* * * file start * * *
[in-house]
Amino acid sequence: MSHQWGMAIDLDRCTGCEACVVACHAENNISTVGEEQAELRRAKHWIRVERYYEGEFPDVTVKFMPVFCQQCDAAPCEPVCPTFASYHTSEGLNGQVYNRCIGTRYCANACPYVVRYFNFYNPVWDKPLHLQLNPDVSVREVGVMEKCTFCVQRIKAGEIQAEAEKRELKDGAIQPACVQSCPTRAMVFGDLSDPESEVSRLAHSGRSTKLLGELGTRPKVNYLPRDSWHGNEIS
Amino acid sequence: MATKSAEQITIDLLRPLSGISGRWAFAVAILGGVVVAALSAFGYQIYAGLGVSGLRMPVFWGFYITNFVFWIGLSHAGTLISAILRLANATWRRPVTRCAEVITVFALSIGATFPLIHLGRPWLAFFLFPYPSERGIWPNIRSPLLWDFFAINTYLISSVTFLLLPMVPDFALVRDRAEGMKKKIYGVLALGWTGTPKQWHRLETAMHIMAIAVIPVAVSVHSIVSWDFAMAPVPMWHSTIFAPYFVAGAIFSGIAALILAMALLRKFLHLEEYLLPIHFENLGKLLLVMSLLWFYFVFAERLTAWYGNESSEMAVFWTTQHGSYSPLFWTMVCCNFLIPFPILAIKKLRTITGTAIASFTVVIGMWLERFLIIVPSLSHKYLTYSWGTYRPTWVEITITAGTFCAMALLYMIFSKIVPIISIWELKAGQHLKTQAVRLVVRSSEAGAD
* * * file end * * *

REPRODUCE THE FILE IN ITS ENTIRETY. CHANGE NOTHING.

[in-house]
Amino acid sequence: MSHQWGMAIDLDRCTGCEACVVACHAENNISTVGEEQAELRRAKHWIRVERYYEGEFPDVTVKFMPVFCQQCDAAPCEPVCPTFASYHTSEGLNGQVYNRCIGTRYCANACPYVVRYFNFYNPVWDKPLHLQLNPDVSVREVGVMEKCTFCVQRIKAGEIQAEAEKRELKDGAIQPACVQSCPTRAMVFGDLSDPESEVSRLAHSGRSTKLLGELGTRPKVNYLPRDSWHGNEIS
Amino acid sequence: MATKSAEQITIDLLRPLSGISGRWAFAVAILGGVVVAALSAFGYQIYAGLGVSGLRMPVFWGFYITNFVFWIGLSHAGTLISAILRLANATWRRPVTRCAEVITVFALSIGATFPLIHLGRPWLAFFLFPYPSERGIWPNIRSPLLWDFFAINTYLISSVTFLLLPMVPDFALVRDRAEGMKKKIYGVLALGWTGTPKQWHRLETAMHIMAIAVIPVAVSVHSIVSWDFAMAPVPMWHSTIFAPYFVAGAIFSGIAALILAMALLRKFLHLEEYLLPIHFENLGKLLLVMSLLWFYFVFAERLTAWYGNESSEMAVFWTTQHGSYSPLFWTMVCCNFLIPFPILAIKKLRTITGTAIASFTVVIGMWLERFLIIVPSLSHKYLTYSWGTYRPTWVEITITAGTFCAMALLYMIFSKIVPIISIWELKAGQHLKTQAVRLVVRSSEAGAD